In this lively and very readable history of the Roman Empire from its establishment in 27 BC to the barbarian incursions and the fall of Rome in AD 476, Kershaw draws on a range of evidence, from Juvenal's Satires to recent archaeological finds. He examines extraordinary personalities such as Caligula and Nero and seismic events such as the conquest of Britain and the establishment of a 'New Rome' at Constantinople and the split into eastern and western empires. Along the way we encounter gladiators and charioteers, senators and slaves, fascinating women, bizarre sexual practices and grotesque acts of brutality, often seen through eyes of some of the world's greatest writers. He concludes with a brief look at how Rome lives on in the contemporary world, in politics, architecture, art and literature.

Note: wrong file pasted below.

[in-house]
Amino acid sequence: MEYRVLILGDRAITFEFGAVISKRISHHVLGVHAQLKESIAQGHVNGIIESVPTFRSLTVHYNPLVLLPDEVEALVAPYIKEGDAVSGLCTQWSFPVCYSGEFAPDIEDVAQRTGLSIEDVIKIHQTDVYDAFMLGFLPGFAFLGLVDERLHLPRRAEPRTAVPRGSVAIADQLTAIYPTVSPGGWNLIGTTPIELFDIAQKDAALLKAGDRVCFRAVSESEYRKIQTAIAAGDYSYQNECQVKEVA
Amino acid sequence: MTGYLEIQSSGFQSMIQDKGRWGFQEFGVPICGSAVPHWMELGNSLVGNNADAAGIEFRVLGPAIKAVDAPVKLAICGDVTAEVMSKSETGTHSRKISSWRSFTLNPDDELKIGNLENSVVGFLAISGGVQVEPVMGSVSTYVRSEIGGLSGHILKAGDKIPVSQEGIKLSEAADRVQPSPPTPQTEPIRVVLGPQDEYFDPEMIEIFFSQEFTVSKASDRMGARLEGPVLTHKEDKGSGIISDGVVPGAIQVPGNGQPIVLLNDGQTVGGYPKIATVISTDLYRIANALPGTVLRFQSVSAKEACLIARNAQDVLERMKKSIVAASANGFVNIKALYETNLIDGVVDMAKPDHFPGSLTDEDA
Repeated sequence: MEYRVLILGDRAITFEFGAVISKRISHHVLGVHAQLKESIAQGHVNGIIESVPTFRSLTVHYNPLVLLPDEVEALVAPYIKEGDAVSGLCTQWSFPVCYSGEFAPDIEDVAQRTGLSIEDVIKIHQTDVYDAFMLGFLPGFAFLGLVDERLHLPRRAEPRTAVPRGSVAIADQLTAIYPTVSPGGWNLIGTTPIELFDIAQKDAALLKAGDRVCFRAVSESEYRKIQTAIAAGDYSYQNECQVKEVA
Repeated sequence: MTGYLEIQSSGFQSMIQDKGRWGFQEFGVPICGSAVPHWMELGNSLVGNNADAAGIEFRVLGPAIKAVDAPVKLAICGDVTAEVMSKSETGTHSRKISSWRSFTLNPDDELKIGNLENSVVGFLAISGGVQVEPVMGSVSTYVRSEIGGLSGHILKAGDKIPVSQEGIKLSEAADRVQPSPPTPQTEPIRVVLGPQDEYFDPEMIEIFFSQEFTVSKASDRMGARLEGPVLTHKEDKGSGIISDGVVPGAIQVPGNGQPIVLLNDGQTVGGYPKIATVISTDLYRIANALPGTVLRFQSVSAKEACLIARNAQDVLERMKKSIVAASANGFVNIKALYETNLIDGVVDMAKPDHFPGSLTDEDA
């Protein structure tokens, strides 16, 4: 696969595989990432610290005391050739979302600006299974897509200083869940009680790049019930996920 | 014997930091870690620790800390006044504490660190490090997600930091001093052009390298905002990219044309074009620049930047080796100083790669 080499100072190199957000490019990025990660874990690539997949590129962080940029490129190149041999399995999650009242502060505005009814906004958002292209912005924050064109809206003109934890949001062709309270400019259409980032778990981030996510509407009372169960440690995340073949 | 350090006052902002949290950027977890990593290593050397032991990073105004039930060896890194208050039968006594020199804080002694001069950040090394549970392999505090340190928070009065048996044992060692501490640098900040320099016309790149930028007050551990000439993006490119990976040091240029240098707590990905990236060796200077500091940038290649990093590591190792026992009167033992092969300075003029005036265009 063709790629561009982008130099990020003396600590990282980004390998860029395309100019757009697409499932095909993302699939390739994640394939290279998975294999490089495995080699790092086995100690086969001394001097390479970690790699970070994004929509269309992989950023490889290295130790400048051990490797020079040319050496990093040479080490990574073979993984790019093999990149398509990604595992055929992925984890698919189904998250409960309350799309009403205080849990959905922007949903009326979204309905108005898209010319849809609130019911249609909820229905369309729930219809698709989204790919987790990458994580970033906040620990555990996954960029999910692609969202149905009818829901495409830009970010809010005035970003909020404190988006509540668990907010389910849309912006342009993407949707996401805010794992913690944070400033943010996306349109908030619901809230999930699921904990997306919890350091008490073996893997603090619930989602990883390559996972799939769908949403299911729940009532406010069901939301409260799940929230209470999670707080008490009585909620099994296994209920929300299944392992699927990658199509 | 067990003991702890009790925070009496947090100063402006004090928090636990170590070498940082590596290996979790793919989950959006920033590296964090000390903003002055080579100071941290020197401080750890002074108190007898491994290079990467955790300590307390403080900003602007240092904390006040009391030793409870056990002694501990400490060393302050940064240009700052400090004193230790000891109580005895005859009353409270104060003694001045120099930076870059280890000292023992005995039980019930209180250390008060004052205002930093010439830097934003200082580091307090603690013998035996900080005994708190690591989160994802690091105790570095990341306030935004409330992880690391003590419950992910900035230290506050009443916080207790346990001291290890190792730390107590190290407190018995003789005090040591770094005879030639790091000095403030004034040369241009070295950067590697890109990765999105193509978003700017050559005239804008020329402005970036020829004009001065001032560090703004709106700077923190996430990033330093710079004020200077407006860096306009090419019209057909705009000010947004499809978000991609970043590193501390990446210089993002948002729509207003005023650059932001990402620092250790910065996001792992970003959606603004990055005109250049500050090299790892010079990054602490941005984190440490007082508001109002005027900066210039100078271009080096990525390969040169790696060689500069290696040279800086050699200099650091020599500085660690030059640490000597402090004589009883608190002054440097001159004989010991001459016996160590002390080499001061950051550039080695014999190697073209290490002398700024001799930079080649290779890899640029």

Stephen Kershaw wrote his PhD under Richard Buxton, arguably the leading scholar on Greek myth in the world. He has taught Classics in numerous establishments, including Oxford University Department for Continuing Education and Warwick University. He runs the European Studies Classical Tour for Rhodes College and the University of the South.